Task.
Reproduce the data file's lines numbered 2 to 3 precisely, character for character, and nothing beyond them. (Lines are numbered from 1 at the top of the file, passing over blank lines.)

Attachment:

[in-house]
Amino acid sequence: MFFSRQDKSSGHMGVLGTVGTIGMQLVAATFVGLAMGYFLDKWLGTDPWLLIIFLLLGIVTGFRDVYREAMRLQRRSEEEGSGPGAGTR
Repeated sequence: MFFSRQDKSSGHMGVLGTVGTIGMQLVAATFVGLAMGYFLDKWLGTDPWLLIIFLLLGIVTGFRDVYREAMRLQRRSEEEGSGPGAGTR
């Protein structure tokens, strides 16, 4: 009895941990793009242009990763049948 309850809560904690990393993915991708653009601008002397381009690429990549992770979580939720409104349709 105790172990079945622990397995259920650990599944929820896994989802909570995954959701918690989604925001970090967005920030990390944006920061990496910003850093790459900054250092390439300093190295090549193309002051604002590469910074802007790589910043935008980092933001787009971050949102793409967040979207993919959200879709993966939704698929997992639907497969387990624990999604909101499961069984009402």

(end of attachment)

Amino acid sequence: MFFSRQDKSSGHMGVLGTVGTIGMQLVAATFVGLAMGYFLDKWLGTDPWLLIIFLLLGIVTGFRDVYREAMRLQRRSEEEGSGPGAGTR
Repeated sequence: MFFSRQDKSSGHMGVLGTVGTIGMQLVAATFVGLAMGYFLDKWLGTDPWLLIIFLLLGIVTGFRDVYREAMRLQRRSEEEGSGPGAGTR